For several days beginning on 18 March 2003, Cuban security forces began arresting known dissidents across the island. Those detained included journalists and economists, doctors, pro-democracy members of illegal opposition parties and other activists. According to reports, security agents searched the homes of those detained, confiscating computers, fax machines, typewriters, books and papers; in a number of cases, this material was then included in the prosecution’s case against the activists.


3.1. Cuba’s official stance on the mass arrests

As they had often done in the past, Cuban authorities immediately justified the crackdown as an unavoidable response to US aggression. They maintained that the behaviour of James Cason, head of the US Interests Section in Havana, was the immediate catalyst for the crackdown.

Since his arrival in Cuba in September 2002, the head of the US Interests Section,(30) James Cason, had reportedly taken a higher and more active profile and more public stance in criticising the Cuban system than his predecessors. As one journalist wrote in January after an interview with him, “Since he arrived, Cason says, he has put more than 4,000 miles on his car and visited nine of Cuba’s 14 provinces, talking to hitchhikers along the way and dining with dissidents and religious leaders in the island’s heartland.”(31) In the period leading up to the crackdown Cason reportedly made a high-profile visit to a meeting of dissidents and spoke with international journalists gathered there, as well as allowing dissidents to use his official residence for events.

In the days leading up to the crackdown, Cuban Foreign Minister Felipe Perez Roque described what he called “really unprecedented behaviour, something new for us since the Section was created,” and said that the Cuban government believed it to be part of a deliberate plan to strain relations.(32) President Castro indicated that on 17 March, the day before the crackdown began, the Cuban authorities submitted a written note to the US Interests Section to protest at what they considered James Cason’s violations of the 1961 Vienna Convention on Diplomatic Relations.(33)


The official note announcing the arrests opens with a condemnation of the shameless and repeated provocations of the Head of the United States Interests Section in Cuba, obviously conceived and carried out as part of the hostile and aggressive policy of the current Administration towards our country, with the close cooperation and support of the terrorist mafia in Miami and the extreme right of the United States.(34) The note asserted that the Interests Section was involved in activities to destabilise Cuba: No country, as powerful as it may be, has the right to convert its diplomatic representation into the organizer, funder, chief and general headquarters of activities to destabilize, subvert the constitutional order, break the laws, conspire against the social development, sabotage the economic relations, threaten the security and destroy the independence of another country.(35) The note went on to warn: There should not be the slightest doubt that the Revolution will apply with the necessary rigor, and as required by the circumstances, the laws created to defend itself from new and old tactics and strategies against Cuba.(36)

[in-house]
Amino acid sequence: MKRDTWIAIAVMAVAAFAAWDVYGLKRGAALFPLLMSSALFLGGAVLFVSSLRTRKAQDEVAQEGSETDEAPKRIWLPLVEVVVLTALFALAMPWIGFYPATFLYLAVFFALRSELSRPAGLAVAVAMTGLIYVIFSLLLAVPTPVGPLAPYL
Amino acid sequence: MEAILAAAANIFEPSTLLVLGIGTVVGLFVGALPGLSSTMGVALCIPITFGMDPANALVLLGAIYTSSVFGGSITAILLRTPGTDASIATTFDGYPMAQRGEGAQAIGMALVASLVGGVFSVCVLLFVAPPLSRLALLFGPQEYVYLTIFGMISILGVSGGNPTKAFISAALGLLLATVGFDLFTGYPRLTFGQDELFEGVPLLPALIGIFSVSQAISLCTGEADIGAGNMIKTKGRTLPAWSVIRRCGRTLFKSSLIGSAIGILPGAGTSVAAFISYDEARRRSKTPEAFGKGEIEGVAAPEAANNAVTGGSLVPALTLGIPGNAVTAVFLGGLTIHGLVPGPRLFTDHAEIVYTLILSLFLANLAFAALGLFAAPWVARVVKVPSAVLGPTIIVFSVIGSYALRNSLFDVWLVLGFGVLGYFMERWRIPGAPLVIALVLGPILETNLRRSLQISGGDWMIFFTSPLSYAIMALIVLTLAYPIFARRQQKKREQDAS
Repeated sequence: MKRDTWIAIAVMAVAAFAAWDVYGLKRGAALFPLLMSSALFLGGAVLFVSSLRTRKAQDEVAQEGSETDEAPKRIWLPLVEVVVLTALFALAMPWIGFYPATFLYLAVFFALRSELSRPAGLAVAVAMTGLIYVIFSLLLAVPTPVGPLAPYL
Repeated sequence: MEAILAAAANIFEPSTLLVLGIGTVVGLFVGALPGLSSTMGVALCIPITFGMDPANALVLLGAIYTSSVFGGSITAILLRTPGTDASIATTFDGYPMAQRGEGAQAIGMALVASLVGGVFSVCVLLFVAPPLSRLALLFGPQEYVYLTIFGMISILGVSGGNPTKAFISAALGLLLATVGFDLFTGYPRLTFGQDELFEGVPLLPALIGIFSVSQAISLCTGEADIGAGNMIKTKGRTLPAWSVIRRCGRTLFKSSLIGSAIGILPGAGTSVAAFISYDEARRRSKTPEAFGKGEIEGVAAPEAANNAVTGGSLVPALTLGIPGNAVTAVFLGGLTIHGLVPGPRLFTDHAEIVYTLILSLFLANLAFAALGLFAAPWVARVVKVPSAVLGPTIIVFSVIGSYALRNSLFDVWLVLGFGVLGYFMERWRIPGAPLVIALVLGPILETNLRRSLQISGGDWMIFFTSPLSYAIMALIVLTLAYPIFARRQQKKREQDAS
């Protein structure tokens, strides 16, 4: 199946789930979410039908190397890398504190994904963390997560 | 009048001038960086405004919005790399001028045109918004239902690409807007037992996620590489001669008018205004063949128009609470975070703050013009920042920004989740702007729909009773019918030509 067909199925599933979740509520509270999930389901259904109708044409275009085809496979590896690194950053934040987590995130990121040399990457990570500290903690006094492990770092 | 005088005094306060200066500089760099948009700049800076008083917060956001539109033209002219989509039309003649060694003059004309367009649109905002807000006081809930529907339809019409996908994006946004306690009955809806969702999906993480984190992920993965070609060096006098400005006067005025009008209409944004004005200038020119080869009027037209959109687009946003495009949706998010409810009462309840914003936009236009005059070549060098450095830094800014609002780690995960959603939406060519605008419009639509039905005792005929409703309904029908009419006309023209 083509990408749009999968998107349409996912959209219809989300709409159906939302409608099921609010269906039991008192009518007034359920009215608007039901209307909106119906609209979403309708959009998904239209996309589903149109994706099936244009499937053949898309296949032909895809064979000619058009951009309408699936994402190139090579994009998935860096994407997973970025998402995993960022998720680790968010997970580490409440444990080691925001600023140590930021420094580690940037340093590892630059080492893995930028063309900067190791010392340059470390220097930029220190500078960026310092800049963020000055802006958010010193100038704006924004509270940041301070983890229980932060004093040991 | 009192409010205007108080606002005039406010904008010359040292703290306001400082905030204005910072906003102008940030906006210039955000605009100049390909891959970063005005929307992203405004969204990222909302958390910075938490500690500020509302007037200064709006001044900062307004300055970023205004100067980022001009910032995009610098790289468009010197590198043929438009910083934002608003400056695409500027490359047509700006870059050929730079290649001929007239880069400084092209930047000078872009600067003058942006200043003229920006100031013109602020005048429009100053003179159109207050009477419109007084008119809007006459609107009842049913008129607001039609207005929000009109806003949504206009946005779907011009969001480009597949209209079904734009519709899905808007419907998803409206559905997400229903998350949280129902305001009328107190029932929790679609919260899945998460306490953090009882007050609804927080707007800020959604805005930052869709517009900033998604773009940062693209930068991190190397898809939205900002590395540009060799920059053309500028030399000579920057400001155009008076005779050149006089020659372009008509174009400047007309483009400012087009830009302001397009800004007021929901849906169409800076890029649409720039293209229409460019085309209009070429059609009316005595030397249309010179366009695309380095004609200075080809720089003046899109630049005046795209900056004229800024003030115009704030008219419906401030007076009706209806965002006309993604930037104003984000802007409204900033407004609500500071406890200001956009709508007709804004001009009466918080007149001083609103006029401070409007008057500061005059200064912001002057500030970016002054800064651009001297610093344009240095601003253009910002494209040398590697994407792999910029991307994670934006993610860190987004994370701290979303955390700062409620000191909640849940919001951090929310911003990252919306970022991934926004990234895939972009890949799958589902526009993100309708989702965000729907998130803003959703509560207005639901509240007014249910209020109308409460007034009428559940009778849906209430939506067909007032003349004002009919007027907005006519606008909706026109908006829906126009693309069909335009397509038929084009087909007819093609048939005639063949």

In a 9 April speech on the trials of the dissidents, Foreign Minister Felipe Perez Roque refuted allegations that Cuba had timed the crackdown to take advantage of diverted global attention to the conflict in Iraq, repeating again the official justification of the arrests: these arrests were carried out before the beginning of the war in Iraq - it was before that the decision was made and the arrests were carried out as a consequence of the unsustainable situation that we had been put in by the provocations and irresponsible behaviour of Mr. Cason.(37)

Foreign Minister Perez Roque indicated that Cuba reserved the right to close the Interests Section:We know that this is the hope, the golden dream of those who maintain the blockade and the policy of aggression towards Cuba; it may also be the dream of Mr. Cason, his heroic return expelled from Cuba. We know well who would celebrate and welcome this decision; but, in any case, closing the Interests Section in Havana and asking Mr. Cason to leave the country is a right that we reserve.(38)